Sometimes in life you need a break from Earth and just need to get away from humans. The sad part about this situation, though? The fact that not all of us — Yeezy, maybe — can own a spaceship. If the new world was only an open door away from the rat race, I know I’d be down! In television actor/producer Ted Lange IV‘s trippy comic, Warp Zone #1, this such “thing” would be Jack Elsewhere. Trippy because of Lange’s awesome artwork that will have you feeling like you are dreaming or having hallucinations; it will literally warp you into his story’s reality–or, it might be the fact I read it on the date of the release: April 20th. Each page is suspenseful as you join Jack Elsewhere on this search for WTF is going on in this “Megaverse”. My only, albeit minor, complaint is that I want more. I’m ready to leave Earth for a vacation in another reality, so long as I don’t have to run into Calico Jones. #shady! 3.5/5 Bibles.
Standoff: Assault on Pleasant Hill – Omega #1 is the conclusion of a multitude to Avenger titles that I only found out about after catching up on Captain America. With that, I was a bit hesitant about reading this one-shot and, boy, was I completely mistaken. Nick Spencer (Astonishing Ant-Man) has done a fantastic job of writing these characters, with his Steve Rogers the Captain America that I have been missing for the past few years. Hearing him shout “Avengers Assemble” should give you goosebumps.
Spencer is able to wrap up a whole mini-series in 2-3 panels and just have to shake your head up and down and go “yeah, that totally makes sense.” But DAMN(!), Daniel Acuña (Uncanny Avengers) art is just beautiful and wonderfully detailed. Never once has his art ever looked “phoned in” and every panel has this great mixture of pop art, realism and fantasy. And while he will be doing cover art for various comics, I will sincerely miss his interior artwork. Spencer does a great job of setting up the Civil War II mini-series coming up and lays the groundwork for the upcoming Marvel universe. Overall, Omega #1 is an immensely fun read–even if you haven’t read all the annoying tie-ins. 4.25/5 Bibles.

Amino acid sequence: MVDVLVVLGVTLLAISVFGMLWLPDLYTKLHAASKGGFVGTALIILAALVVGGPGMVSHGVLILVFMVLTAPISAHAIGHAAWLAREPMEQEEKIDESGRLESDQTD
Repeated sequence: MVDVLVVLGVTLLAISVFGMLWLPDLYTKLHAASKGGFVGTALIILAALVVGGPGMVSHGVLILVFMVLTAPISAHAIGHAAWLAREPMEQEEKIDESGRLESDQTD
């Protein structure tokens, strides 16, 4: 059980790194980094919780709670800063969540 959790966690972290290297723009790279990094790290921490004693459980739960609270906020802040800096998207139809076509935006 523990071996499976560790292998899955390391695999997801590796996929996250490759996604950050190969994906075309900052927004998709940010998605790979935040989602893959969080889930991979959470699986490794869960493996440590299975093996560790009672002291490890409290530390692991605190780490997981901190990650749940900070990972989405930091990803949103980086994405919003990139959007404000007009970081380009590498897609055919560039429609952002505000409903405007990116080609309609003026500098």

***EARLY REVIEW – Release Date: 5/4/16***
“If I wanted, I could melt down that face-shrapnel like earwax. I could set fire to the $&% still in your ass.”
Yeah, Weavers #1 is not for the faint at heart. But anyone who knows a good Capo story when they read one — and doesn’t mind a little macabre horror thrown in for good measure — will appreciate (The Spire) Simon Spurrier‘s panel slice of mafia life. It has all the tropes we know and love from the mob subgenre, except that when one squeezes a possible rat, they do it with demonic, eye-glowing spirit instead of a Colt 1911. Chase sequences turn into bamfing mysteries instead of Lincoln Towncar crashes. You get the picture…
Perhaps even more pleasurable are the whimsically expressive sketches of Dylan Burnett (Interceptor). There’s a nice blend of cartoonish and hyper-realism in his characters. The linework isn’t overly pulpy or animated, rather a sleek combination of both, as every panel offers sharp angles and grimacing personalities (i.e. beer bottles stand slanted on tables; shoulders slant in disgust and fear; features scream out of tendons like a rippling vine). Spurrier’s snappy dialogue keeps up, especially from that of the scene-stealing, spunky and ever suspicious Harvest Daughter, Frankie, who owns every moment with her mesh of millennial brashness and old school charm (“Rumor’s going around that life’s a bitch”). It’s in her exchanges with Sid, the newest, nerve-wracked member of this supernatural spider-ingested mob squad–the Weavers–that makes this opening ish a must-have. 4.25/5 Godfather DVDs.